Sunday, August 26, 2007

Time Travel

Apropos of this post, I read this story a few days ago and have been thinking about time travel ever since. If I understand the article correctly (which, after several rereadings, I am pretty sure I do not), the theory is not dissimilar to what Superman was up to when he flew circularly, counter-orbitwise, around the earth to turn back time and undo both the earthquake and Lois Lane's demise. How funny if that turns out to be the key to time travel - way to forecast, DC Comics! But for my time-traveling money, the time travel hypothesized in the article has two serious drawbacks: its availability only to "distant future generations" and its inability to go further back in time than when it was created. That's all well and good for those distant future generations, but how does it help me visit ancient Egypt? And I'm not sure whether it's depressing or encouraging to imagine distant future generations thinking of the early 21st century as analogous in any way to the world we now consider ancient.

Saturday, August 25, 2007

Mysteries of the Universe

I've been struck by a few puzzlements recently. To wit:

Why is it so important for drinkers to get non-drinkers to drink? From my uncomfortable, feeling-the-need-to-conform days in college to my jaunty professional life cocktail party pretense that a club soda with lime was actually a vodka and tonic to my current "No, thanks, I'm really not a drinker," I feel as if I've spent my life fending off the proselytizing benevolence of people who want me to share the joy they find in booze. Apparently, I lack the taste buds or enzymes or whatever it is that makes this stuff taste good to people. I can be talked into an occasional margarita or a celebratory glass of champagne, but most alcoholic beverages taste to me like what I imagine nail polish remover would taste like. I've been drunk precisely once and it's not an experience I care to replicate. (If I remember correctly, there was about an hour of wonderful, dizzy, barely conscious buzz, then several hours of actual unconsciousness, then headache and nausea.) And, hey, I can be fun sober.

How is it possible for readers to read and enjoy a book when their grasp of what actually happened in the book and who the characters are is so tenuous that...well, if their actual grip on things were equally shaky, they'd be perpetually surrounded by dropped objects. I know we all bring our own experiences to the table when we read and that the hallmark of a good book is the way it creates its world while leaving room for different readers to take different messages from it, to respond in their own way and get what they want and need from its plot and characters. Fair enough. But I continue to be amazed by people who miss key character descriptors and plot points, or who want to know who Julie is two paragraphs after Julie is introduced, or who never even noticed a theme you found overbearing. Makes me wonder if our entire experience of books - and, probably, everything else - is virtually all about what we bring to them and very little, if any, about their intrinsics.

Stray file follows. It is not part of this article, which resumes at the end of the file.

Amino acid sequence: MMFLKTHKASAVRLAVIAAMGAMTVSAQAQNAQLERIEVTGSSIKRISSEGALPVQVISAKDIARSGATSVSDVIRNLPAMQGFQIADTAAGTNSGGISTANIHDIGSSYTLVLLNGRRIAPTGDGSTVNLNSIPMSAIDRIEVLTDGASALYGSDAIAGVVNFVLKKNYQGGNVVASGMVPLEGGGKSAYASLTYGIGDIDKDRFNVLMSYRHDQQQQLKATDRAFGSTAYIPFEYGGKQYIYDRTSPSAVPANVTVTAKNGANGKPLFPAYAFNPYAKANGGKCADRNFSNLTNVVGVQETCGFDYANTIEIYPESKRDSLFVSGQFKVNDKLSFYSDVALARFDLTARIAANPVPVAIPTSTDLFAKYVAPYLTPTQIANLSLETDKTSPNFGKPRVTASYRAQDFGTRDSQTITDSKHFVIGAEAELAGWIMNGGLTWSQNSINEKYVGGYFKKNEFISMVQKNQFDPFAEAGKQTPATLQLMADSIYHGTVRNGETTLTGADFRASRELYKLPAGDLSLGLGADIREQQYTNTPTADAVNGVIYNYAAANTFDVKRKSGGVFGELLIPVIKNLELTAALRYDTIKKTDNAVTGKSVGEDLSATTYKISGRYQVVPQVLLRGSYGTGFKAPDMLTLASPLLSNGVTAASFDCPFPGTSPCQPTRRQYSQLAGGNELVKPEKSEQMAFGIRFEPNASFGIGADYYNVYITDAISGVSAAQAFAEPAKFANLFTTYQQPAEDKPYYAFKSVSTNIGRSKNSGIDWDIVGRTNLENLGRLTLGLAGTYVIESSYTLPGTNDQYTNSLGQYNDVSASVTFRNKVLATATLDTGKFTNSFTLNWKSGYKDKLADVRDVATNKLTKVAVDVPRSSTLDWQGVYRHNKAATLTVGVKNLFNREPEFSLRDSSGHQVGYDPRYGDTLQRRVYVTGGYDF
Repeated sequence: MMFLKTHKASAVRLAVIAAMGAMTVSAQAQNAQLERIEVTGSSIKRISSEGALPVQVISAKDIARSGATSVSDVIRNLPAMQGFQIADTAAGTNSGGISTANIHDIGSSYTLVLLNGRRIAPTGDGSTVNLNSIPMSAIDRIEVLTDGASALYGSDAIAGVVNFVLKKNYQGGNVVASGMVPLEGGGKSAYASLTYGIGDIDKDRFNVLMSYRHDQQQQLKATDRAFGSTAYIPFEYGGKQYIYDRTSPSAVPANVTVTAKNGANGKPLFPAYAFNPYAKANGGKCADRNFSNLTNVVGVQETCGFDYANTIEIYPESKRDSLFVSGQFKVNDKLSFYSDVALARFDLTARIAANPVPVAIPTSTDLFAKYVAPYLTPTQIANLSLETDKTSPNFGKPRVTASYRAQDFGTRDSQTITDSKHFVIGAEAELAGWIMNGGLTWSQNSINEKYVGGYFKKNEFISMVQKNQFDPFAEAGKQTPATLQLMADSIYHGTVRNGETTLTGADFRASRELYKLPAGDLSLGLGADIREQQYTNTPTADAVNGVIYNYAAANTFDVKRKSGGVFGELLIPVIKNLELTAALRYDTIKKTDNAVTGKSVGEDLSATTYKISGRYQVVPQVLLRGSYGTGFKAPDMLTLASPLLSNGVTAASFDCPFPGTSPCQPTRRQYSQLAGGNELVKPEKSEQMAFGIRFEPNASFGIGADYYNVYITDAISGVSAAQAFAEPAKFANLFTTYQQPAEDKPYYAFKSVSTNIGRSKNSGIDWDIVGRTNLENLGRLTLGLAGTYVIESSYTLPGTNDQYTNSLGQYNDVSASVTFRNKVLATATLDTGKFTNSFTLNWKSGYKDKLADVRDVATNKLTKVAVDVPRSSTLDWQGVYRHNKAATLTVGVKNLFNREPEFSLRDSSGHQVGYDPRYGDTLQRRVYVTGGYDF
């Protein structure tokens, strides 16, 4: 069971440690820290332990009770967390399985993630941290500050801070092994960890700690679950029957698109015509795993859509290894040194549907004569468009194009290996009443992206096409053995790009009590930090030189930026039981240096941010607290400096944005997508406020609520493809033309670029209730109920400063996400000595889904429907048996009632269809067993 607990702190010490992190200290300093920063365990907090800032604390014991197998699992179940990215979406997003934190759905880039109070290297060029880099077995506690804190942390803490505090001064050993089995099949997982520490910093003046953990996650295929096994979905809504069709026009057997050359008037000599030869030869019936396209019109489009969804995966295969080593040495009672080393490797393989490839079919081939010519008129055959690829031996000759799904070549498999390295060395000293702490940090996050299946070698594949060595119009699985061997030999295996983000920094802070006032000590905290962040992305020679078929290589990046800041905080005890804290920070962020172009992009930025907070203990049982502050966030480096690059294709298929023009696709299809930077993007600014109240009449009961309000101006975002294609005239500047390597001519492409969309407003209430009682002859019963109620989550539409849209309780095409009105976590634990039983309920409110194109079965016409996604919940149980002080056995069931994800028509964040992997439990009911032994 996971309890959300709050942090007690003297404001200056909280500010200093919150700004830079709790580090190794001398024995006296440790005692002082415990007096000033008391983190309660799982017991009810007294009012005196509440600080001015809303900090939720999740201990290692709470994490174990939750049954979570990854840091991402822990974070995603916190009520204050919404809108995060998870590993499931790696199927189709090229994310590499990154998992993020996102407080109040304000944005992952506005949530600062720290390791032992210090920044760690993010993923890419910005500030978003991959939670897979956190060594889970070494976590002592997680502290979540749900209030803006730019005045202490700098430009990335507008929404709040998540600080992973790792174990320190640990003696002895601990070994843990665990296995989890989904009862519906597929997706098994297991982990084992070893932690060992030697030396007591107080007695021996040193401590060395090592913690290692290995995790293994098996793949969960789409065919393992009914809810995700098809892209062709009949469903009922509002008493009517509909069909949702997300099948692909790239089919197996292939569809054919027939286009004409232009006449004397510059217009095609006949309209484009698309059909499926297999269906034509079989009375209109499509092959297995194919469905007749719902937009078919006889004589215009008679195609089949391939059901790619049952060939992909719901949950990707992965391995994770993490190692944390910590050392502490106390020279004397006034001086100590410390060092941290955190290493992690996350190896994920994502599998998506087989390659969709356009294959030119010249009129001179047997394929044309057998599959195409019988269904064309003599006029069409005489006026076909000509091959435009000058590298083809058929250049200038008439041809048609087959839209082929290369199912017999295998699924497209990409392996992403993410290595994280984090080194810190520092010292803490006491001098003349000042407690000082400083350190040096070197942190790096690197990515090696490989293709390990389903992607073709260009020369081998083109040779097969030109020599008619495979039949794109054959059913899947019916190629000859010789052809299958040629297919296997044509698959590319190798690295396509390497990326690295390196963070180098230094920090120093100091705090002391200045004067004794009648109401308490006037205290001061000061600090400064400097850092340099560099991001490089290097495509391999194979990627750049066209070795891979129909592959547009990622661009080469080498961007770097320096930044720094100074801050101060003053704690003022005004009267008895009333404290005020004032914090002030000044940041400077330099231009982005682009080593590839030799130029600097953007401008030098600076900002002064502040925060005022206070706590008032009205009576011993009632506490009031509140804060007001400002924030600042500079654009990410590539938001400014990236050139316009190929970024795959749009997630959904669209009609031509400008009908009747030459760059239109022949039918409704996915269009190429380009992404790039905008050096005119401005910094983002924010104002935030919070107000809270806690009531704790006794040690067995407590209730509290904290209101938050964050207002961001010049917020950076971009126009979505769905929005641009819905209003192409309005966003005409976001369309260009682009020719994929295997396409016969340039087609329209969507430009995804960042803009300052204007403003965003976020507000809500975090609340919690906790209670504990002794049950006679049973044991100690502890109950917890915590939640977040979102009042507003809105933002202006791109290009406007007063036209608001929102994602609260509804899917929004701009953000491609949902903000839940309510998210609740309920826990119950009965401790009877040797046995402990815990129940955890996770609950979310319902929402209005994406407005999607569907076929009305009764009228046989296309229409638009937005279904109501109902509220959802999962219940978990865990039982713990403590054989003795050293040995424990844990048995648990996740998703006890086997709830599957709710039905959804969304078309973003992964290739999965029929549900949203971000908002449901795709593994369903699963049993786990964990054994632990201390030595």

And finally, why in double-deck blackjack is it so common for all the players at the table to get a poor hand while the dealer gets a great one? A few days ago, on the first hand of a new shuffle, every one of five players was dealt a 15 (four pictures and fives; one eight and seven) when the dealer got a 20 in the form of two tens. This wasn't even close to the first time I've seen this; it happens far more commonly than the laws of probability would seem to dictate. The next hand saw another pair of tens for the dealer and five more crappy player totals - including, unbelievably, another picture and five; there are only eight fives total in the two decks! I understand how the game operates in favor of the house, but that has everything to do with how you have to play and nothing to do with the likelihood that you'll be dealt two cards totaling 12-16. The dealer theoretically has the same odds of getting an unpleasant hand as the players, right? Hmm.